72 Facts About Tom Baker


Thomas Stewart Baker was born on 20 January 1934 and is an English actor and writer.


Tom Baker played the fourth incarnation of the Doctor in the science fiction television series Doctor Who from 1974 to 1981.


Tom Baker provided narration for the television comedy series Little Britain and Little Britain USA.


Thomas Stewart Tom Baker was born on Scotland Road in the Vauxhall area of Liverpool on 20 January 1934.


Tom Baker's mother, Mary Jane, was a cleaner and devout Catholic.


Tom Baker's father, John Stewart Baker, was a seaman and was largely absent from the family due to being away at sea.


Tom Baker left the monastery six years later after losing his faith.


Tom Baker undertook his national service in the Royal Army Medical Corps, serving from 1955 until 1957.


Tom Baker took up acting around 1956, joining the Rose Bruford College of Speech and Drama in Sidcup.


Tom Baker became a professional actor in the late 1960s.


Tom Baker was in his thirties when his professional acting career began and he worked in provincial rep theatre.


Tom Baker had his first break whilst performing in a late-night pub revue for the 1968 York Festival.


Tom Baker's performance was seen by someone with the Royal National Theatre who encouraged him to audition for the company, which was headed at the time by Laurence Olivier.


Tom Baker was nominated for two Golden Globe Awards for his performance, one for Best Actor in a Supporting Role and another for Best Newcomer.


Tom Baker appeared as Moore, an artist whose paintings are imbued with voodoo power, in The Vault of Horror, and as Koura, the villainous sorcerer, in Ray Harryhausen's The Golden Voyage of Sinbad.


Tom Baker appeared in Pier Paolo Pasolini's 1972 film version of Geoffrey Chaucer's The Canterbury Tales, as the younger husband of the Wife of Bath.


In 1974, Tom Baker took over the role of the Doctor from Jon Pertwee to become the Fourth Doctor in the BBC TV series.


Tom Baker had been recommended to producer Barry Letts by the BBC's Head of Serials, Bill Slater, who had directed Baker in a Play of the Month production of Shaw's play The Millionairess.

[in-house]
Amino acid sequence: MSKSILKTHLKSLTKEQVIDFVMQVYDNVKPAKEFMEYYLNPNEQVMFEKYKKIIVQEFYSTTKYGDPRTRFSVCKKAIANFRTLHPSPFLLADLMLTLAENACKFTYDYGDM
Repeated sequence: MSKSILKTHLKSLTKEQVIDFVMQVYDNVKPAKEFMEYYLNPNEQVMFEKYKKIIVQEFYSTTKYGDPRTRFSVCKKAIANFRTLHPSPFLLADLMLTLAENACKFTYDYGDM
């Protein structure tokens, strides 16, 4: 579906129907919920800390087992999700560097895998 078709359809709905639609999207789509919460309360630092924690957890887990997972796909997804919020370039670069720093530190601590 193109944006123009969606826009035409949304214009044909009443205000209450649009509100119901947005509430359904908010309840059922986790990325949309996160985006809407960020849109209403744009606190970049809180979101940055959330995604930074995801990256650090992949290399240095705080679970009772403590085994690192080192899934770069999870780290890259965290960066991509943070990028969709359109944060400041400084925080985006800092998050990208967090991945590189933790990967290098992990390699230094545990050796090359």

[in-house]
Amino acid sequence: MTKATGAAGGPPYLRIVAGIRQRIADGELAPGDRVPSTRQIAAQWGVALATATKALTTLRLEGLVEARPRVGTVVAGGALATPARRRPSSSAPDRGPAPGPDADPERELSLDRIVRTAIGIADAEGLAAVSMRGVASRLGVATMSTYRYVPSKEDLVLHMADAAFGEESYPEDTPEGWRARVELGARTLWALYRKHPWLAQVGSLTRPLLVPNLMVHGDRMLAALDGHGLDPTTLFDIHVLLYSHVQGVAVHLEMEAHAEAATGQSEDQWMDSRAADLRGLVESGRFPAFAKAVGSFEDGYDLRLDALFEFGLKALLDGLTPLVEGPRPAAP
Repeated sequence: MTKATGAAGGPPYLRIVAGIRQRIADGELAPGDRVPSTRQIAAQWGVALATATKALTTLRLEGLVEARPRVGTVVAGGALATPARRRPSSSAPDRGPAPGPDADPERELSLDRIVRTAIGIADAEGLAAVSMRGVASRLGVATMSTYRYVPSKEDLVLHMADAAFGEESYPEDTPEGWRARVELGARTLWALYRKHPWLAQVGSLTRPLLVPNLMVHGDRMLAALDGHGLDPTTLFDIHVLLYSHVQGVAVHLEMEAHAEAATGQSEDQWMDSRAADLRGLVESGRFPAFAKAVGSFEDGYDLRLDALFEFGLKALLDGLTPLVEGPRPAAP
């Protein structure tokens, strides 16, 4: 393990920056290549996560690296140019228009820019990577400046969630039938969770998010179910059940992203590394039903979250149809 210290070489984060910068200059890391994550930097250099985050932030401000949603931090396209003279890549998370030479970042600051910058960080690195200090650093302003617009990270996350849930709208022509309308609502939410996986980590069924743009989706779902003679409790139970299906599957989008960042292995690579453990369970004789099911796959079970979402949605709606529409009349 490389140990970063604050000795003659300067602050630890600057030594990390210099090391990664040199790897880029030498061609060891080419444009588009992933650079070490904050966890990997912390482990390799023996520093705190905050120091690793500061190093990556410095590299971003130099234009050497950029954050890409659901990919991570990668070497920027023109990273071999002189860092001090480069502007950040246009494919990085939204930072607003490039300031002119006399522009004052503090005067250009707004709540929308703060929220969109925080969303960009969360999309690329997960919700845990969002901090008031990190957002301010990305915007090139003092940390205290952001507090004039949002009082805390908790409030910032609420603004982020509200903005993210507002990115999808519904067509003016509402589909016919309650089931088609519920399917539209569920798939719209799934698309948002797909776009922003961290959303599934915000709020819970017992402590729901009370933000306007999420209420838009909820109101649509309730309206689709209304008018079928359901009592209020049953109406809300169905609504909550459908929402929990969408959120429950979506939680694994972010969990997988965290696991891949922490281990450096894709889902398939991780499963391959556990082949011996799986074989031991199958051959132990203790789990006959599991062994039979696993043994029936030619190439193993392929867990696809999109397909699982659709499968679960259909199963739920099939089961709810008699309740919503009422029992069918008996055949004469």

Letts was impressed by Tom Baker upon meeting him, and then, after seeing his performance in The Golden Voyage of Sinbad, became convinced he was right for the part.


Tom Baker was working on a construction site at the time, as acting jobs were scarce.


Tom Baker quickly made the part his own, and audience-viewing figures for his first few years returned to a level not seen since the height of 'Dalekmania' a decade earlier.


Tom Baker contributed ideas for many aspects of his Doctor's personality; he became known for making "frequent and often comedic scripting suggestions and ad-libs", but the idea of wearing a scarf had been created by accident.


Tom Baker played the Doctor for seven consecutive seasons, making him the longest-serving actor in the part, and his incarnation is often regarded as the most popular of the Doctors.


Tom Baker described Hinchcliffe's successor, Graham Williams, as "absolutely devoted" but said he lacked his predecessor's flair and had "let me get away with murder".


Tom Baker acknowledged that his final producer on the series, John Nathan-Turner, had made changes he did not agree with and that they "did not see eye-to-eye really about very much"; however, according to Baker, the two became good friends afterwards and forgot their disagreements.


Tom Baker additionally criticised season 18, his last on the show and Nathan-Turner's first as producer, for the decision to increase the number of actors in the regular cast, which Tom Baker felt resulted in stories that relied too much on the Doctor to drive the plot forward.


Tom Baker continued to be associated with the Doctor, appearing on documentaries such as the 40th anniversary BBC television retrospective The Story of Doctor Who and giving other interviews about his time on the programme, including for documentaries on the extras of Doctor Who DVD releases from his era as the Doctor, and he has recorded DVD commentaries for many of the stories.


Tom Baker was involved in the reading of old Target novelisations in the BBC Audio range of talking books, "Doctor Who ".


Doctor Who and the Giant Robot was the first release in the range read by Tom Baker, released on 5 November 2007, followed by Tom Baker reading Doctor Who and the Brain of Morbius, Doctor Who and the Creature from the Pit and Doctor Who and the Pyramids of Mars.


In October 2009, Tom Baker was interviewed for BBC Radio 4's Last Word to pay tribute to the deceased former Doctor Who producer Barry Letts.


Tom Baker described Letts, who originally cast him in the role, as "the big link in changing my entire life".


Baker filmed inserts in 1992 for a video release of the unfinished Douglas Adams Doctor Who serial Shada, originally begun in 1979 but abandoned due to strike action, and presented the video release The Tom Baker Years, which was a look back at his time on the series with Baker watching short clips from his episodes.


In November 2017, Tom Baker returned to the Doctor role by completing Shada.


Tom Baker filmed one new scene for inclusion in the final episode.


Tom Baker returned with a sequel to Hornets' Nest called Demon Quest.